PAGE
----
GulfLINK banner
Site Map | Search | Contact Us
Case Narratives
Environmental Exposure Reports
Information Papers
RAND Reports
Press Releases
Medical Information
The 1990-1991 Gulf War Story
Related Sites
Depleted Uranium
Pyridostigmine Bromide

Hyams, K.C. et al. The Impact of Infectious Diseases on the Health of U.S. Troops Deployed to the Persian Gulf During Operations Desert Shield and Desert Storm. Clinical Infectious Diseases 1995; 20: 1497-1504.

This paper is an assessment of the impact of infectious diseases (ID) on the operations in the Persian Gulf based upon reviews of published reports and data on the surveillance of 40,000 Marine Corps personnel deployed to northeastern Saudi Arabia. Disease and non-battle injury rates were the lowest of any U.S. military campaign. No deaths due to ID were reported during the operations. Diarrheal disease was the leading cause of ID morbidity among U.S. troops. The most frequent major intestinal pathogens were enterotoxigenic E. coli and Shigella sonnei. Principal sources were fruits and vegetables from the region. Limited outbreaks of Norwalk virus infection occurred in scattered units. Acute upper respiratory infections were common during the periods of initial deployment and crowding. Troops living in fixed facilities had higher rates of respiratory infections than troops in the field. Although cutaneous leishmaniasis was expected to be a problem (19 cases reported), unexpected were the 12 cases of viscerotropic disease due to L. tropica. The anticipated serious threat from sandfly fever never materialized. No other endemic arthropod-borne viral diseases were detected except for one case of West Nile fever. Seven cases of malaria (Plasmodium vivax) were reported among soldiers who had entered southern Iraq, a known endemic region. There were reported three cases of Coxiella burnetii infection (Q fever) but none of brucellosis, both endemic infections. Two cases of meningococcal disease occurred. The post-war occurrence of unexplained symptoms in GW veterans is discussed in terms of what is known about the threats of infectious disease (through both natural acquisition and biological warfare) specific to the region. The favorable experience with infectious diseases is attributed to a robust medical infrastructure for care, extensive preventive medicine activities, and the fortuitous circumstances of desert locations for most troops and mostly cooler weather. All future military operations can be expected to have problems with diarrheal and respiratory diseases until effective vaccines are developed.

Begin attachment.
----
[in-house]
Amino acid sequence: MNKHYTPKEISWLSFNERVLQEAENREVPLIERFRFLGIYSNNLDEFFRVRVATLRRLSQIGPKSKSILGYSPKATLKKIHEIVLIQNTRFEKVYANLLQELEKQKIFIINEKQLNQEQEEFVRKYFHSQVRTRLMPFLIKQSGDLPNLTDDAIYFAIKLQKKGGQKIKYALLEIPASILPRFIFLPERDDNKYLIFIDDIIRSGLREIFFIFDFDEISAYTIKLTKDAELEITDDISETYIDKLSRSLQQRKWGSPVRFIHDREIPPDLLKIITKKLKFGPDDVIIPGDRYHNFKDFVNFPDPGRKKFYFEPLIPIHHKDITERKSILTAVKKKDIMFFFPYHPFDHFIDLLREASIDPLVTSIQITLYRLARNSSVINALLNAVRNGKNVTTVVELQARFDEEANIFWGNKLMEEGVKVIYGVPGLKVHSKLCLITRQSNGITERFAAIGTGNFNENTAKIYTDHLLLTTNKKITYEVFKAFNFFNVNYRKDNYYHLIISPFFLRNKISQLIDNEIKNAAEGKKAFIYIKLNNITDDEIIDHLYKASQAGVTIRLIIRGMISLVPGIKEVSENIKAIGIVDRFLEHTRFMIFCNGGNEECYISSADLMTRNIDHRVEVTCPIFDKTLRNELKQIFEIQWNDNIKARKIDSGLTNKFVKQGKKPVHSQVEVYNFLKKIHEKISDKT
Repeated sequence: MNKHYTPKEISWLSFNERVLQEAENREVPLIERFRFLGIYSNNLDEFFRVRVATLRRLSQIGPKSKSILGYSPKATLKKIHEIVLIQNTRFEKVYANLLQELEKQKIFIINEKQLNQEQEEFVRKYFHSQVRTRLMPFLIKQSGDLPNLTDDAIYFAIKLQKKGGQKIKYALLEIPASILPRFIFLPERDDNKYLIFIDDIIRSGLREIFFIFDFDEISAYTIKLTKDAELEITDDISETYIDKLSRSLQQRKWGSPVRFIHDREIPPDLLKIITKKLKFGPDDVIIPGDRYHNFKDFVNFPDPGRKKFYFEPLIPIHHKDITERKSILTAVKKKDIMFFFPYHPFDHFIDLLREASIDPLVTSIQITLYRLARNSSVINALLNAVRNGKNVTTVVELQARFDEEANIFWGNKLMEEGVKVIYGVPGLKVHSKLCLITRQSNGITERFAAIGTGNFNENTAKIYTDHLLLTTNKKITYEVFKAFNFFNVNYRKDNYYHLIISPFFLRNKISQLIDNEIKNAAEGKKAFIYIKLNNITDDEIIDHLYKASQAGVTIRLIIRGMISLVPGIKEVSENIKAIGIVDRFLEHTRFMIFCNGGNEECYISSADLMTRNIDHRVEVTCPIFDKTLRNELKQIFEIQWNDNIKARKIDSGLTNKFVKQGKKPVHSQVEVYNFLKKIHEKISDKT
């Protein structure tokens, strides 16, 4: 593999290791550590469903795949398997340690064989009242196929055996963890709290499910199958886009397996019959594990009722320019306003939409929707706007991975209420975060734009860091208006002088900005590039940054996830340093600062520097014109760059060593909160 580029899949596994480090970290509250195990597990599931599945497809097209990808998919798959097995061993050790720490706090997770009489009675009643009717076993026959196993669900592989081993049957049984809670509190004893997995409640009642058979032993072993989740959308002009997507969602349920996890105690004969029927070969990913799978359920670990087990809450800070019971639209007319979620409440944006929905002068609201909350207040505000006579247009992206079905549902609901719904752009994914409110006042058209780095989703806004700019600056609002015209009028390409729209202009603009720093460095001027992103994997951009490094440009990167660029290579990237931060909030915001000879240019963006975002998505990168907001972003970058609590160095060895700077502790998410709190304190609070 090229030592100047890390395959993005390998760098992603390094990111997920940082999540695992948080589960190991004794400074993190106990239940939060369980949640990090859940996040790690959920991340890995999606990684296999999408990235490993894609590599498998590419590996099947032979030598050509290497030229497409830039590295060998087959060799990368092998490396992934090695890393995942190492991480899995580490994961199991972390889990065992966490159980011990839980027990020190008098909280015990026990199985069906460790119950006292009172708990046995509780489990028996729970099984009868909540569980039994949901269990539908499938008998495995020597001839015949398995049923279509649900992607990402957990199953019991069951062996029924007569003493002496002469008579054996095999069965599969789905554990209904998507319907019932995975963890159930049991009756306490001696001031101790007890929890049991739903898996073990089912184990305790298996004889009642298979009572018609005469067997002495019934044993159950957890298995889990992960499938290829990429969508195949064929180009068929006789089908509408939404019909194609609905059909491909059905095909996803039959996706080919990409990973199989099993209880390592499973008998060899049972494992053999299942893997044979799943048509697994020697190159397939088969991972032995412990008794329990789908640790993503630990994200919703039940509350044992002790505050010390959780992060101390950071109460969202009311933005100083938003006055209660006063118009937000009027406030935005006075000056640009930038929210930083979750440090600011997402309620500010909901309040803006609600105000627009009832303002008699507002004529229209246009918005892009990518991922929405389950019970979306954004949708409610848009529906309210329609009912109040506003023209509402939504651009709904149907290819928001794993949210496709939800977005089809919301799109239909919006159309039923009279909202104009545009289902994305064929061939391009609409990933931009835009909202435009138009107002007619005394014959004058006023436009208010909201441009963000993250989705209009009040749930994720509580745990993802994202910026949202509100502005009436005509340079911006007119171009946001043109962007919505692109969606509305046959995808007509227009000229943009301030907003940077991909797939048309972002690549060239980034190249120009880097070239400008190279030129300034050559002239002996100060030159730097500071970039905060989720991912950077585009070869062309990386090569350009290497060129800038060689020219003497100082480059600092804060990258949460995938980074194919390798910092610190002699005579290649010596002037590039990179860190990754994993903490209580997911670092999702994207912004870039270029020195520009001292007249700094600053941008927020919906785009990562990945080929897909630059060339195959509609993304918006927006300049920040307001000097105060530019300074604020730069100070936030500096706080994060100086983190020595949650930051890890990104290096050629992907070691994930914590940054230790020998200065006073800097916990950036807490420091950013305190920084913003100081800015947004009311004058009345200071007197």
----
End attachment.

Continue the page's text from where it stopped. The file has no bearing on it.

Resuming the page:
Return to Medical Research and Publications Defining Illnesses

DHA Address: 7700 Arlington Boulevard | Suite 5101 | Falls Church, VA | 22042-5101

Some documents are presented in Portable Document Format (PDF). A PDF reader is required for viewing.

Download a PDF Reader or learn more about PDFs.